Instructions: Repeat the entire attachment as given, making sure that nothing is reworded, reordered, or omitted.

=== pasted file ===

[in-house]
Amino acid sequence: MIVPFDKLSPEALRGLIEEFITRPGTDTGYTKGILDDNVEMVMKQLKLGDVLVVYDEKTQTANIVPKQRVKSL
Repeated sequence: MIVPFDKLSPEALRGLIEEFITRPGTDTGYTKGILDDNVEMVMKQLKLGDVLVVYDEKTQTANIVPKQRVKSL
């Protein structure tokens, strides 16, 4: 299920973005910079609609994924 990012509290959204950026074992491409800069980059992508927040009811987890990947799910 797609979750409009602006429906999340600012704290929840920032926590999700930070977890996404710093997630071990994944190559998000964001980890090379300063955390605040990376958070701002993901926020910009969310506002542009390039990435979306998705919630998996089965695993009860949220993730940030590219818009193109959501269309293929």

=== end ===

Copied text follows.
[in-house]
Amino acid sequence: MIVPFDKLSPEALRGLIEEFITRPGTDTGYTKGILDDNVEMVMKQLKLGDVLVVYDEKTQTANIVPKQRVKSL
Repeated sequence: MIVPFDKLSPEALRGLIEEFITRPGTDTGYTKGILDDNVEMVMKQLKLGDVLVVYDEKTQTANIVPKQRVKSL
């Protein structure tokens, strides 16, 4: 299920973005910079609609994924 990012509290959204950026074992491409800069980059992508927040009811987890990947799910 797609979750409009602006429906999340600012704290929840920032926590999700930070977890996404710093997630071990994944190559998000964001980890090379300063955390605040990376958070701002993901926020910009969310506002542009390039990435979306998705919630998996089965695993009860949220993730940030590219818009193109959501269309293929």